My generation understands that the power of those earlier gifts is dwindling because our leadership simply has not renewed them.

I can feel thankful that the threat of communism has receded, and that my son does not face the likelihood of war. But the benefits of this historic victory have not been brought home to the people who deserve to claim them.

The staggering cost of that malignant neglect can be seen in the frustrated faces of the millions who cannot find work, or pay for health care, or make ends meet. And that neglect will carve even deeper scars on our next generation: the Americans of the next century.

At the end of this century, my daughter will be graduating from college. Unless we do things differently now, she will assume title to a far different inheritance than we received in 1961.

Unless we do things differently now, she and her classmates could each inherit an $84,000 I.O.U. in the year 2000 -- their share of a massively enlarged federal debt that will crimp their standard of living and that of their children.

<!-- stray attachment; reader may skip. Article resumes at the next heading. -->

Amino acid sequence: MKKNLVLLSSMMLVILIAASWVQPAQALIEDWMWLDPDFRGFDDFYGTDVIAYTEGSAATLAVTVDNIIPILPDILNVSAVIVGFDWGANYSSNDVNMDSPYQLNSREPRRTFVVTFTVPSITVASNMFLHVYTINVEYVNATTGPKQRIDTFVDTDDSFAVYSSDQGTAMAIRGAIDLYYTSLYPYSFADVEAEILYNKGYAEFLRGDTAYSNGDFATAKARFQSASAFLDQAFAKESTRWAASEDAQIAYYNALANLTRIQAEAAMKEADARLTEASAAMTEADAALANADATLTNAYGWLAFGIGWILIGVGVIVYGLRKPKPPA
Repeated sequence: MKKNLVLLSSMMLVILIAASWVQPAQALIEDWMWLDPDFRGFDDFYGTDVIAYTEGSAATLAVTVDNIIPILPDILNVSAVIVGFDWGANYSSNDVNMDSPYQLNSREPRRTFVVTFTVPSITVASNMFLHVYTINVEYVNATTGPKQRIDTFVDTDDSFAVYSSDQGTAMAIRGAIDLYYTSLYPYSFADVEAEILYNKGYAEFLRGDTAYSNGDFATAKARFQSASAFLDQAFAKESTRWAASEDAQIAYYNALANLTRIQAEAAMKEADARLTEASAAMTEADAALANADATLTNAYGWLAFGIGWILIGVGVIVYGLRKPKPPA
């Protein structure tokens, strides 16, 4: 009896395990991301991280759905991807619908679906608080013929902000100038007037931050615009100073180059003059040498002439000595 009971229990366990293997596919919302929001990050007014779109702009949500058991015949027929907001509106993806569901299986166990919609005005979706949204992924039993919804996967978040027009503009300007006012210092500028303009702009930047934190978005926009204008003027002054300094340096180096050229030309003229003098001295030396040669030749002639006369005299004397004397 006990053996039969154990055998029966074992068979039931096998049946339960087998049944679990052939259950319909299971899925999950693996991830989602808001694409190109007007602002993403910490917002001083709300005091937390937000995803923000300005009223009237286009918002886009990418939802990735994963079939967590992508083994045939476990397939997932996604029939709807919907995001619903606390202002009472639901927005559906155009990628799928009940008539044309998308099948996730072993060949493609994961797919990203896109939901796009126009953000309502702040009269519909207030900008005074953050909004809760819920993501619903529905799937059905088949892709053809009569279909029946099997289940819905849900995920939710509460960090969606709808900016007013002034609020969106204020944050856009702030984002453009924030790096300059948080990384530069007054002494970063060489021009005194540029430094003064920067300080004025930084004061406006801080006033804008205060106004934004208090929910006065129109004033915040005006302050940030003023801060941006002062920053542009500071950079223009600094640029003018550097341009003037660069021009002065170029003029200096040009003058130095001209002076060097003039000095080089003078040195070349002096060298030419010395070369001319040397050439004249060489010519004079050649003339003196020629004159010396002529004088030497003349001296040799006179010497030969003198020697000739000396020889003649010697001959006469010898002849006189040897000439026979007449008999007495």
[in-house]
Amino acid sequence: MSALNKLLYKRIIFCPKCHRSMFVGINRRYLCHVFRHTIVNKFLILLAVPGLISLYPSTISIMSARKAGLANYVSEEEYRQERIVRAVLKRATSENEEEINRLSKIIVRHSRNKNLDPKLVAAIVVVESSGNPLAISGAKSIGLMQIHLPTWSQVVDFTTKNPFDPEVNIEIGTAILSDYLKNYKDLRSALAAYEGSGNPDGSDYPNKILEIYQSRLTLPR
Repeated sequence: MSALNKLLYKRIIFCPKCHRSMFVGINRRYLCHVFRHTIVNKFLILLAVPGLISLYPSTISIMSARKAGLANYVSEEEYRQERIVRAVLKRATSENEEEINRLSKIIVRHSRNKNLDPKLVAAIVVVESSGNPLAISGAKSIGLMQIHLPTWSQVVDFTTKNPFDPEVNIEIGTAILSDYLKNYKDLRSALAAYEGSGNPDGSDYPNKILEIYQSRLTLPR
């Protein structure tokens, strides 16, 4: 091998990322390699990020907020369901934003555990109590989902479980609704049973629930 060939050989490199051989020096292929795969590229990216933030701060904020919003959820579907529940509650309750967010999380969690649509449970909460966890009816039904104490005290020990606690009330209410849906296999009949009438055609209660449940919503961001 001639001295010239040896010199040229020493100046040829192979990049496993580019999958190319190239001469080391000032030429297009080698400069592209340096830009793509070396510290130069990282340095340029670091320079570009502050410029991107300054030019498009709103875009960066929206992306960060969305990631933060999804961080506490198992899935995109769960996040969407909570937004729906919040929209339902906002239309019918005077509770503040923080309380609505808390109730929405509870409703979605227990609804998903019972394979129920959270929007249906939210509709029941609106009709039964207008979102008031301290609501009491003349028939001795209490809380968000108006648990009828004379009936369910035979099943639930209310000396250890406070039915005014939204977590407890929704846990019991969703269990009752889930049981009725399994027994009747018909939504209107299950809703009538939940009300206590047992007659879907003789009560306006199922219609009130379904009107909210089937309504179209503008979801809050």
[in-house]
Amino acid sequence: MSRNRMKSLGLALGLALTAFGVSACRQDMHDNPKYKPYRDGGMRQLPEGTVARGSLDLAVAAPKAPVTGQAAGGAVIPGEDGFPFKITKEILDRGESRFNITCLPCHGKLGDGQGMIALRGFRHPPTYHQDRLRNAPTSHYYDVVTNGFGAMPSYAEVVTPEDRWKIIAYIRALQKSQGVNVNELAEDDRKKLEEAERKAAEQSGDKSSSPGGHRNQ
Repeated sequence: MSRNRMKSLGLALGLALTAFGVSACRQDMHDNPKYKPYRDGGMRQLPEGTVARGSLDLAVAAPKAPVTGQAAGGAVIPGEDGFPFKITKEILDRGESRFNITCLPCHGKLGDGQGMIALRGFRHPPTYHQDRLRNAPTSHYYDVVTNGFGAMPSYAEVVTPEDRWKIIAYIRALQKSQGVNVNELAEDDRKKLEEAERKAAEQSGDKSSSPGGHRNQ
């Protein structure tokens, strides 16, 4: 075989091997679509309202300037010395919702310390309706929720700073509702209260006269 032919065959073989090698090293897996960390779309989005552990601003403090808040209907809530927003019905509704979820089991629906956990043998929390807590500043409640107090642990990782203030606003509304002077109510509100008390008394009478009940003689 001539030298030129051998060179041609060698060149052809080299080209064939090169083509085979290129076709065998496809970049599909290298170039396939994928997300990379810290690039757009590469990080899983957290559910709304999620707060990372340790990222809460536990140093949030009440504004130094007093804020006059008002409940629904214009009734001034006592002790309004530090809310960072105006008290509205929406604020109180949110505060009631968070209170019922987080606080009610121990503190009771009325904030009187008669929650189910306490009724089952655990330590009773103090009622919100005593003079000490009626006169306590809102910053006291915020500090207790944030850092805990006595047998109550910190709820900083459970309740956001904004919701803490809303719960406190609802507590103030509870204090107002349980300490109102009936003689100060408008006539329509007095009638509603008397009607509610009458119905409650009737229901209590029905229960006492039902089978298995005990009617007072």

Unless we do things differently now, these turn of the century graduates can expect family lives where stagnant incomes will force them into more hours at work and less time with their children, where home ownership and college tuition and even adequate health care will be beyond the reach of all but the wealthiest.

Unless we do things differently now, today's children will inherit a land where their daily lives are diminished by highways and communications systems that are inadequate by the standards of our international competitors; by natural resources depleted by wasteful use; and by divisions of race and income that tear at our cities filled with human lives wasted by drugs, violence and neglect.

I am running for President because the future I fear for my children is already a reality for far too many Americans. I am ready to serve because none of it has to be. It is time for leadership committed to posterity rather than popularity and focused on the next century instead of the next election.